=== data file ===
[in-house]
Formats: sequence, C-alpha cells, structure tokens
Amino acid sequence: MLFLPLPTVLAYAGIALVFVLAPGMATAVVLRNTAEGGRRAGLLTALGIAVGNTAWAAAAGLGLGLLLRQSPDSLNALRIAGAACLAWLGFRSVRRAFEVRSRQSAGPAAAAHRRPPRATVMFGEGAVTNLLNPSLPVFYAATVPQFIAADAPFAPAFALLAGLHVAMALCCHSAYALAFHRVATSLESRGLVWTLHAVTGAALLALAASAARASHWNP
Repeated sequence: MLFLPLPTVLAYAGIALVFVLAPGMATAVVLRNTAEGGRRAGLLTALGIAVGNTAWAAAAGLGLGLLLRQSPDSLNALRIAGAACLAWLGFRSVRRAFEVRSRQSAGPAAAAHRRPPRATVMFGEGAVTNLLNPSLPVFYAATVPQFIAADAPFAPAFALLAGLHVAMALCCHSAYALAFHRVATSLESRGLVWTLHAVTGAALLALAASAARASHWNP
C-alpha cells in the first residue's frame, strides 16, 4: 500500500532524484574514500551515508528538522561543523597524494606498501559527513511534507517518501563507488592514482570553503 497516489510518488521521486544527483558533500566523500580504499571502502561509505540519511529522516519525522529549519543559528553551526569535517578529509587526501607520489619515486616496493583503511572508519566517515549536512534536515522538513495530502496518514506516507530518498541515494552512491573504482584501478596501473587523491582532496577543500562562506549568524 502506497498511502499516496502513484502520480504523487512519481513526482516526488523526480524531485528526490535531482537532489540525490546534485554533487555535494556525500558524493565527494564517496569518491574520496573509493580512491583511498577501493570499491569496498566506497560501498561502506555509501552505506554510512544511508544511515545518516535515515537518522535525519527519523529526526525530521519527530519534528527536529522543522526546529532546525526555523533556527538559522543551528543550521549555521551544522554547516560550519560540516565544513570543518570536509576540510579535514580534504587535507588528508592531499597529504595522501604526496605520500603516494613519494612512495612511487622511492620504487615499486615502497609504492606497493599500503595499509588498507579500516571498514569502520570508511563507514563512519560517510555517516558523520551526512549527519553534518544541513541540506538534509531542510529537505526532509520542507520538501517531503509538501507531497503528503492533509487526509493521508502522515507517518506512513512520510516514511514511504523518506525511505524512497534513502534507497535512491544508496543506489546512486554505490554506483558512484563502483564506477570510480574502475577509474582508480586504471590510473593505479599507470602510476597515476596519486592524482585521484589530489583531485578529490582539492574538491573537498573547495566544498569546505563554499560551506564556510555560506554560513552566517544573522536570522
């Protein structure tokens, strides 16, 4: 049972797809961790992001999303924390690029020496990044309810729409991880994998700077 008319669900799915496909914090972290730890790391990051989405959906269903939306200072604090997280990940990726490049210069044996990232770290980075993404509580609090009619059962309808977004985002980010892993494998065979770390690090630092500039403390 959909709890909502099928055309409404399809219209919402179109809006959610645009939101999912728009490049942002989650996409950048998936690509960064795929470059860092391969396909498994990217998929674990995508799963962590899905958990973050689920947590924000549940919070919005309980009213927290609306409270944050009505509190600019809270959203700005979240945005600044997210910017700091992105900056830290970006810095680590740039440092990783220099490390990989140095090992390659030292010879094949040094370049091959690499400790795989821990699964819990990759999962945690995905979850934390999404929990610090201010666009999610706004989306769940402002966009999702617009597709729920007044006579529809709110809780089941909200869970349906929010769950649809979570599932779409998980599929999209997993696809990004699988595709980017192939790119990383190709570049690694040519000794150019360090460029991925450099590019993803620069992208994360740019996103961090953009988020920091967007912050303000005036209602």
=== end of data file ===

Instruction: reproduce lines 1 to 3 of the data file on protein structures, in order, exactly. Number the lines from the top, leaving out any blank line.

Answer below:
[in-house]
Formats: sequence, C-alpha cells, structure tokens
Amino acid sequence: MLFLPLPTVLAYAGIALVFVLAPGMATAVVLRNTAEGGRRAGLLTALGIAVGNTAWAAAAGLGLGLLLRQSPDSLNALRIAGAACLAWLGFRSVRRAFEVRSRQSAGPAAAAHRRPPRATVMFGEGAVTNLLNPSLPVFYAATVPQFIAADAPFAPAFALLAGLHVAMALCCHSAYALAFHRVATSLESRGLVWTLHAVTGAALLALAASAARASHWNP